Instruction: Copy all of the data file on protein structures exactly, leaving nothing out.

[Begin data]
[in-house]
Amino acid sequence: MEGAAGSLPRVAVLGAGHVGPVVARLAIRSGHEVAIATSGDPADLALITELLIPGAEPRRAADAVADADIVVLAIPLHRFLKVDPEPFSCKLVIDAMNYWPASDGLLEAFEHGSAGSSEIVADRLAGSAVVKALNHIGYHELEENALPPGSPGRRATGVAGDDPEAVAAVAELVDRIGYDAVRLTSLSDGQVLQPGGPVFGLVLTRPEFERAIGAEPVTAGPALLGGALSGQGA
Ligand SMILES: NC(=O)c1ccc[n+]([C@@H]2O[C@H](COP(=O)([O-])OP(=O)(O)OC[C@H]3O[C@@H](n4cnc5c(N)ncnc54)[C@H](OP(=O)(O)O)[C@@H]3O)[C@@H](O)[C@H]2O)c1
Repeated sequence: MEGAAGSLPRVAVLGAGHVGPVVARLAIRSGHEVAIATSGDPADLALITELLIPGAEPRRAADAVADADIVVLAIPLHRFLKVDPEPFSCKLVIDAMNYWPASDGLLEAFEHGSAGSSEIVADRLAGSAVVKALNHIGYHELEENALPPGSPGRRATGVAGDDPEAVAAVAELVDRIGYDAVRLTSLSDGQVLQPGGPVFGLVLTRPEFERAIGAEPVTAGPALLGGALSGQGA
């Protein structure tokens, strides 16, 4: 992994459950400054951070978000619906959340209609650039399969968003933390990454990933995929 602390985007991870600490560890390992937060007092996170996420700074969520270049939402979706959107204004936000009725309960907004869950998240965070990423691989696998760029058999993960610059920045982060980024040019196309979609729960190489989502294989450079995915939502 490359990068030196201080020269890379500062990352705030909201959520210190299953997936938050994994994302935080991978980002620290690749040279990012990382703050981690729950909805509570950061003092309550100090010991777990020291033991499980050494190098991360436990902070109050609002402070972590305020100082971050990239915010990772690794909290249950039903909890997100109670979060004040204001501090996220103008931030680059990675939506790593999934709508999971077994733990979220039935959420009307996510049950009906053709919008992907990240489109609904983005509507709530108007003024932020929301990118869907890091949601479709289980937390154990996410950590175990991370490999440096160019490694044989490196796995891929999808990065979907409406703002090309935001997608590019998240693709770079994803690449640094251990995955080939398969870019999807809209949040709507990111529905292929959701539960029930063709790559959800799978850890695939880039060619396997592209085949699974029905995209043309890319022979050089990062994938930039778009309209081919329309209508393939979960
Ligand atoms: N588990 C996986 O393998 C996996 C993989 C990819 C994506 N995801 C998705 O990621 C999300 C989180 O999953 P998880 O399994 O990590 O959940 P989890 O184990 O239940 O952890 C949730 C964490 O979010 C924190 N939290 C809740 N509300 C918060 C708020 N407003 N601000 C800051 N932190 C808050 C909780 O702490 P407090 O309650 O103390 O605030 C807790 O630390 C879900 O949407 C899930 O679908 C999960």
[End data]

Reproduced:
[in-house]
Amino acid sequence: MEGAAGSLPRVAVLGAGHVGPVVARLAIRSGHEVAIATSGDPADLALITELLIPGAEPRRAADAVADADIVVLAIPLHRFLKVDPEPFSCKLVIDAMNYWPASDGLLEAFEHGSAGSSEIVADRLAGSAVVKALNHIGYHELEENALPPGSPGRRATGVAGDDPEAVAAVAELVDRIGYDAVRLTSLSDGQVLQPGGPVFGLVLTRPEFERAIGAEPVTAGPALLGGALSGQGA
Ligand SMILES: NC(=O)c1ccc[n+]([C@@H]2O[C@H](COP(=O)([O-])OP(=O)(O)OC[C@H]3O[C@@H](n4cnc5c(N)ncnc54)[C@H](OP(=O)(O)O)[C@@H]3O)[C@@H](O)[C@H]2O)c1
Repeated sequence: MEGAAGSLPRVAVLGAGHVGPVVARLAIRSGHEVAIATSGDPADLALITELLIPGAEPRRAADAVADADIVVLAIPLHRFLKVDPEPFSCKLVIDAMNYWPASDGLLEAFEHGSAGSSEIVADRLAGSAVVKALNHIGYHELEENALPPGSPGRRATGVAGDDPEAVAAVAELVDRIGYDAVRLTSLSDGQVLQPGGPVFGLVLTRPEFERAIGAEPVTAGPALLGGALSGQGA
């Protein structure tokens, strides 16, 4: 992994459950400054951070978000619906959340209609650039399969968003933390990454990933995929 602390985007991870600490560890390992937060007092996170996420700074969520270049939402979706959107204004936000009725309960907004869950998240965070990423691989696998760029058999993960610059920045982060980024040019196309979609729960190489989502294989450079995915939502 490359990068030196201080020269890379500062990352705030909201959520210190299953997936938050994994994302935080991978980002620290690749040279990012990382703050981690729950909805509570950061003092309550100090010991777990020291033991499980050494190098991360436990902070109050609002402070972590305020100082971050990239915010990772690794909290249950039903909890997100109670979060004040204001501090996220103008931030680059990675939506790593999934709508999971077994733990979220039935959420009307996510049950009906053709919008992907990240489109609904983005509507709530108007003024932020929301990118869907890091949601479709289980937390154990996410950590175990991370490999440096160019490694044989490196796995891929999808990065979907409406703002090309935001997608590019998240693709770079994803690449640094251990995955080939398969870019999807809209949040709507990111529905292929959701539960029930063709790559959800799978850890695939880039060619396997592209085949699974029905995209043309890319022979050089990062994938930039778009309209081919329309209508393939979960
Ligand atoms: N588990 C996986 O393998 C996996 C993989 C990819 C994506 N995801 C998705 O990621 C999300 C989180 O999953 P998880 O399994 O990590 O959940 P989890 O184990 O239940 O952890 C949730 C964490 O979010 C924190 N939290 C809740 N509300 C918060 C708020 N407003 N601000 C800051 N932190 C808050 C909780 O702490 P407090 O309650 O103390 O605030 C807790 O630390 C879900 O949407 C899930 O679908 C999960």